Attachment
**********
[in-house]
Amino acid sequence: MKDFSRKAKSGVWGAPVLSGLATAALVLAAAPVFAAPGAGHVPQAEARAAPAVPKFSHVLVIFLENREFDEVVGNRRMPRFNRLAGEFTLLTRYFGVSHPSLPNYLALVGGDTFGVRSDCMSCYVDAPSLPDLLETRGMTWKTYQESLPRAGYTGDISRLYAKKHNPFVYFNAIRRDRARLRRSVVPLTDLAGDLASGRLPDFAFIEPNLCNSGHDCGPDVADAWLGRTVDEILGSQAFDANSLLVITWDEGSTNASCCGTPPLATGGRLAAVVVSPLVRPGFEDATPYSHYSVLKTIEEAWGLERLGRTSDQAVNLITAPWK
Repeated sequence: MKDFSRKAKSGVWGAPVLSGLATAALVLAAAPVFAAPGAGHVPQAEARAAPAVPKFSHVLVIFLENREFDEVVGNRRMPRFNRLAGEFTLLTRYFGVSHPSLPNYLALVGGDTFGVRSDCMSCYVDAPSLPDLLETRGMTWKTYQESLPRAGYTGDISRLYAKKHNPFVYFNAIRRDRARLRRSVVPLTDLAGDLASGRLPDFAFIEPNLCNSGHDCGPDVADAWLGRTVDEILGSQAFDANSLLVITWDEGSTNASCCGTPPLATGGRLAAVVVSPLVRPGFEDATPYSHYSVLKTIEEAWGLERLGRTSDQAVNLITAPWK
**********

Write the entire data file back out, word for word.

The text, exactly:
[in-house]
Amino acid sequence: MKDFSRKAKSGVWGAPVLSGLATAALVLAAAPVFAAPGAGHVPQAEARAAPAVPKFSHVLVIFLENREFDEVVGNRRMPRFNRLAGEFTLLTRYFGVSHPSLPNYLALVGGDTFGVRSDCMSCYVDAPSLPDLLETRGMTWKTYQESLPRAGYTGDISRLYAKKHNPFVYFNAIRRDRARLRRSVVPLTDLAGDLASGRLPDFAFIEPNLCNSGHDCGPDVADAWLGRTVDEILGSQAFDANSLLVITWDEGSTNASCCGTPPLATGGRLAAVVVSPLVRPGFEDATPYSHYSVLKTIEEAWGLERLGRTSDQAVNLITAPWK
Repeated sequence: MKDFSRKAKSGVWGAPVLSGLATAALVLAAAPVFAAPGAGHVPQAEARAAPAVPKFSHVLVIFLENREFDEVVGNRRMPRFNRLAGEFTLLTRYFGVSHPSLPNYLALVGGDTFGVRSDCMSCYVDAPSLPDLLETRGMTWKTYQESLPRAGYTGDISRLYAKKHNPFVYFNAIRRDRARLRRSVVPLTDLAGDLASGRLPDFAFIEPNLCNSGHDCGPDVADAWLGRTVDEILGSQAFDANSLLVITWDEGSTNASCCGTPPLATGGRLAAVVVSPLVRPGFEDATPYSHYSVLKTIEEAWGLERLGRTSDQAVNLITAPWK